Science fiction is one the realisms of our times, according to SF writer Kim Stanley Robinson  (Robinson and Feder 2018), and perhaps the contemporary situation of overdetermined crises  calls for multiple new realisms: to be able to represent reality as if the world actually is in danger  of coming to an end; as if nonhumans are indeed sentient and might possess their own narrative  perspective, and even voice; as if monstrosity is really rooted in history and not in metaphysics; as if another world is possible even if we cannot start from scratch on a utopian island. These  new realisms must come to terms with what Amitav Ghosh has called “the great derangement”  – humanity’s collective inability to come to terms with large-scale changes in climate and the  biosphere, or rather the inability of dominant cultural forms to narrativize our being in a sane  way that bolsters our chances for survival and for thriving in a complexly interconnected global  world (Ghosh 2018).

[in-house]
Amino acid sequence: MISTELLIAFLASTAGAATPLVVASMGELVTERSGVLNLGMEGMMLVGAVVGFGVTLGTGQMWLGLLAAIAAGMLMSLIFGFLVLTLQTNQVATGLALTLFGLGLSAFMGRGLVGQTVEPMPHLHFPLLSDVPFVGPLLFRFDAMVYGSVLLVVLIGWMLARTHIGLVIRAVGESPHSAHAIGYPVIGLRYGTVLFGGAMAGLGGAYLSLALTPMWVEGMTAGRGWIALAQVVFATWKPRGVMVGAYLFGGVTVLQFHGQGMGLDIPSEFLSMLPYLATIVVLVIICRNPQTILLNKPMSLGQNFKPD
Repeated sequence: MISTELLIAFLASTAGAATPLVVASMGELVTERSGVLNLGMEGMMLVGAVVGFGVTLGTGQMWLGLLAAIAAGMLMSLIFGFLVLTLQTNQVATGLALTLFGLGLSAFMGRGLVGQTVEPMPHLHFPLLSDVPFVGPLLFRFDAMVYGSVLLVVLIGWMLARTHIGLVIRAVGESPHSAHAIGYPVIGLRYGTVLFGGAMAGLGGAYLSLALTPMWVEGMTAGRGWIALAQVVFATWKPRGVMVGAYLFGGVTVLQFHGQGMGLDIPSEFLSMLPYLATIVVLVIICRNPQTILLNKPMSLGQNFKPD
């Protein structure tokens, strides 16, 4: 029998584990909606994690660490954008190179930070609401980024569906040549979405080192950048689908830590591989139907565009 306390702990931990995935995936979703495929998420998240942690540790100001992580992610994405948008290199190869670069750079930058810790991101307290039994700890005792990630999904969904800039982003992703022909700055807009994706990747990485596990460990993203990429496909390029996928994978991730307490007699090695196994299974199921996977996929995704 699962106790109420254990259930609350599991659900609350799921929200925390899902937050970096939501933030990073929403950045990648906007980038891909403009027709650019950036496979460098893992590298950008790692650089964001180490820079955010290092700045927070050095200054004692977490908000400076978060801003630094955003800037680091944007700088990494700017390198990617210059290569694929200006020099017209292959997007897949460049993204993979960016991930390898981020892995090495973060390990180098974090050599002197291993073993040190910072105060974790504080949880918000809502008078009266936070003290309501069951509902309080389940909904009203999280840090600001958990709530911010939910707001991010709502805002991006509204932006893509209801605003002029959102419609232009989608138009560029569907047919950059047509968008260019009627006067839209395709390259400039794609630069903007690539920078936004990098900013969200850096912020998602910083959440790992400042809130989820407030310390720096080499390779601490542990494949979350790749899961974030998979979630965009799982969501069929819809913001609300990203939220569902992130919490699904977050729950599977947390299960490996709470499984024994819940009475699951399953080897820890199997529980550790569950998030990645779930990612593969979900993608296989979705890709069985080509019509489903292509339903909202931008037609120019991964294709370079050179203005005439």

We invite scholars and students to meditate together on the capacity of literary and cultural  artefacts to provide new ways of thinking realistically about our changing world. This might  mean science fiction becoming almost indistinguishable from the imminent reality of a climate changed Earth, as in Kim Stanley Robinson’s The Ministry for the Future (2020), or the  mechanics of the bourgeois realist novel being exapted to tell a fundamentally different story – that of forests, as in Richard Powers’ The Overstory (2018); it might mean retooling epic fantasy  to tell stories of oppression and rebellion, as in N. K. Jemisin’s Broken Earth series (2015–7), or  retooling horror – for the purposes of destabilizing the figure-ground matrix that typically  characterizes humanity’s perceived relation to the environment, as in Jeff Vandermeer’s  Annihilation (2014). The Gothic, magical realism, postmodernism, mythological fiction – any as if fictional framework can in our present times be thought of as capable of going beyond mere  representation, of becoming an apparatus for grasping the as-it-is reality of the world in  surprising and productive ways (Wark 2016).